Speeches

(84 kb)
Date : Jun 08, 2013
Revving up the Growth Engine through Financial Inclusion
(Address by Dr. K. C. Chakrabarty, Deputy Governor, Reserve Bank of India at the 32nd SKOCH Summit held at Mumbai on June 6, 2013)

Mr. Montek Singh Ahluwalia, Deputy Chairman, Planning Commission; Mr. U.K. Sinha, Chairman, SEBI; Mr. Sameer Kochhar, Chairman, Skoch Group; Ms. Stuti Kacker, Secretary, Department of Disability Affairs, Ministry of Social Justice and Empowerment; Mr. S.S. Tarapore, Distinguished Fellow, Skoch Development Foundation; Ms. Chitra Ramkrishna, Managing Director and CEO, NSE; Mr. Bhaskar Pramanik, Chairman, Microsoft Corporation (India); delegates to the Summit; members of the print and electronic media; ladies and gentlemen. It is a pleasure and privilege for me to be present here today at the inaugural session of the 32nd Skoch Summit on the theme of ‘Regaining 8% Growth with Equity’. I find the theme of the conference particularly relevant now as the temporary loss of growth momentum provides us an opportunity to recalibrate our growth strategies to ensure that the benefits of future economic growth are shared by all sections of the society, particularly, the poor and excluded groups. This objective needs to be at the core of any strategy that we adopt to rekindle the growth momentum. Hence, I congratulate Skoch for choosing this particular theme for its Summit.

2. Considering the illustrious and respected bevy of speakers who would be sharing their views on regaining the higher growth trajectory during the day, I would concentrate on highlighting some of the recent initiatives that we have taken to ensure that the objective of equitable growth is achieved through financial inclusion (FI) particularly, inclusion of the poor and marginalised sections of the society. I would also share some of the challenges that currently hinder our FI initiatives.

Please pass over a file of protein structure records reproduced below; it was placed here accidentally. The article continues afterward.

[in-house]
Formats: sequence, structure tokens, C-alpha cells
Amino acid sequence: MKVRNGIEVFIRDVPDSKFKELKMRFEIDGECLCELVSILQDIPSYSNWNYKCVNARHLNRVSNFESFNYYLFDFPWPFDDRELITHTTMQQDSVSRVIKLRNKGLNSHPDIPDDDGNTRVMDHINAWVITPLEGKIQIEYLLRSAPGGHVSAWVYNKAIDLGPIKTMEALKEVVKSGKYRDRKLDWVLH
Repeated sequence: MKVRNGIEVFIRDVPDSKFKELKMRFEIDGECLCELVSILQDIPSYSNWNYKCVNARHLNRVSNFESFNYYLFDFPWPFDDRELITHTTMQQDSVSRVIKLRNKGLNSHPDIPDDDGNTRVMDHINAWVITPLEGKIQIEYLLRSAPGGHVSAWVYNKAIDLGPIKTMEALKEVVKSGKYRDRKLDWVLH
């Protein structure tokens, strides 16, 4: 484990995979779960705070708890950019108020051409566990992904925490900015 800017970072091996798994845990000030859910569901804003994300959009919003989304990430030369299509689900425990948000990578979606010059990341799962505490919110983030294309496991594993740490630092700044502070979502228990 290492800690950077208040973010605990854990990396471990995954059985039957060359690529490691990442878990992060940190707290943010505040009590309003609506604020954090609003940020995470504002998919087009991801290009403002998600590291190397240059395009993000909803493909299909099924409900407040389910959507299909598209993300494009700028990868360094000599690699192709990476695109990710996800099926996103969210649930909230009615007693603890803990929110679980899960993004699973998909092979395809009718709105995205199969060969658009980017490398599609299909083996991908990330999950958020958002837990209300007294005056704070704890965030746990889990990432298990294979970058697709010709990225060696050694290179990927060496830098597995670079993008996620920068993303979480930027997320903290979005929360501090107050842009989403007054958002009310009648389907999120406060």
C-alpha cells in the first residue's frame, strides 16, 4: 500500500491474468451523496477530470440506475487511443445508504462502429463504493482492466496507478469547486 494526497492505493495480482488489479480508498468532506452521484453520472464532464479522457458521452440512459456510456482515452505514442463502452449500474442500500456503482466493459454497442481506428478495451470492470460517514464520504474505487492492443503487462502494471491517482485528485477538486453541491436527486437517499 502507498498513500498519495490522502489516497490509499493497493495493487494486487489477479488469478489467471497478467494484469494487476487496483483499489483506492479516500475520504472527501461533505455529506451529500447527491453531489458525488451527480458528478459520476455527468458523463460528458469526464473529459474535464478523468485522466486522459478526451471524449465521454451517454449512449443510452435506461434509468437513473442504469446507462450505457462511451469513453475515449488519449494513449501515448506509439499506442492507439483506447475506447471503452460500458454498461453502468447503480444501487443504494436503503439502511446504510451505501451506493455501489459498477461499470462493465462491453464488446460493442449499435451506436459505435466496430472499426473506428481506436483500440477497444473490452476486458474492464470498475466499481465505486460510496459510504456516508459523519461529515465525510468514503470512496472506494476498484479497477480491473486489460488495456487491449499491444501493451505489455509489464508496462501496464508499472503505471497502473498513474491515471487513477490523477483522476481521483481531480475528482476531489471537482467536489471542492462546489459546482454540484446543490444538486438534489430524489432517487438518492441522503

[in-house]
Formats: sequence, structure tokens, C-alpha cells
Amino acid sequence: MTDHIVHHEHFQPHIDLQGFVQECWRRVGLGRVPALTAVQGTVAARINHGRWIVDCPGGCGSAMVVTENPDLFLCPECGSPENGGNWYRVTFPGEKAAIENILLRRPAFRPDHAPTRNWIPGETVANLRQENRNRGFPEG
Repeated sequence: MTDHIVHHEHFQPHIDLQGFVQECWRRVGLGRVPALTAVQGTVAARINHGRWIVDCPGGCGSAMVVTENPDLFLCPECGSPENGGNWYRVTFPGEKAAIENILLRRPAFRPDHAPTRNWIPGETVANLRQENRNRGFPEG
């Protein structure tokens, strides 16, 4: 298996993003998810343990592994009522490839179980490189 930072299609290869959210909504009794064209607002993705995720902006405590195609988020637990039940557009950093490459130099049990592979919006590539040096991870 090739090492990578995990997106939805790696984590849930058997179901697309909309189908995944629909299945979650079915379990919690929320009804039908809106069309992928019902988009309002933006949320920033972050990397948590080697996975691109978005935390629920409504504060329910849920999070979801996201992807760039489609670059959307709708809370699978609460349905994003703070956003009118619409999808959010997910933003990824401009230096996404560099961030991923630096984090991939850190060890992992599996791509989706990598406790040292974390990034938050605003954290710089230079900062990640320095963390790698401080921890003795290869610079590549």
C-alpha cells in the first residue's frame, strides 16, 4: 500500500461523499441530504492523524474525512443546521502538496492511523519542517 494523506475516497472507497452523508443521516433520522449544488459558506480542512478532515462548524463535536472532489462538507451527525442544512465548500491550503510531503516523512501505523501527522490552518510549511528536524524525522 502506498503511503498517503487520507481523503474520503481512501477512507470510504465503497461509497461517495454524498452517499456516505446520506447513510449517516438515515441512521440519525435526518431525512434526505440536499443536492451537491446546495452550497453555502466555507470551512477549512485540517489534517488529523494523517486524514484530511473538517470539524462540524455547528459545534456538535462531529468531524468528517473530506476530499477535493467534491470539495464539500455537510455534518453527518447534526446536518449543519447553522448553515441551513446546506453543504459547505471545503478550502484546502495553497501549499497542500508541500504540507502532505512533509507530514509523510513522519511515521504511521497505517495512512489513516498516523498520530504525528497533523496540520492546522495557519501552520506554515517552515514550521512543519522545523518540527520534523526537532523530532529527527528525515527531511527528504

Our Approach to Financial Inclusion

3. We have sought to adopt a structured and planned approach towards FI by not just focussing on improving access to financial services but also encouraging demand for financial services through financial literacy initiatives. Some of the defining features of our approach to FI are:

  • We have adopted a bank-led model for FI, but have permitted non-bank entities to partner banks in their FI initiatives.

  • We have encouraged banks to leverage technology to attain greater reach and penetration while keeping the cost of providing financial services to the minimum. While we remain technology neutral, we require banks to seamlessly integrate whatever technology they choose, with their CBS architecture.

  • As a philosophy, we have always encouraged banks to pursue FI as a commercial activity and to not view it as social service or charity. The self-sustainability and commercial viability of the FI initiatives are important if banks have to scale up their operations to cover more unbanked areas.

  • We have advised banks to adopt innovative business models and delivery channels to expand their FI efforts. There is a need for banks to develop new products and design new delivery models that are customized to the unique needs of the financially excluded population, both in the rural and urban areas.

  • The Reserve Bank has sought to play a supportive role in FI by creating a conducive regulatory environment and providing institutional support to banks in their FI efforts. Importantly, we have provided banks the freedom and the space to determine their own strategies for rolling out FI and have encouraged them to identify their own goals and targets through their respective Financial Inclusion Plans.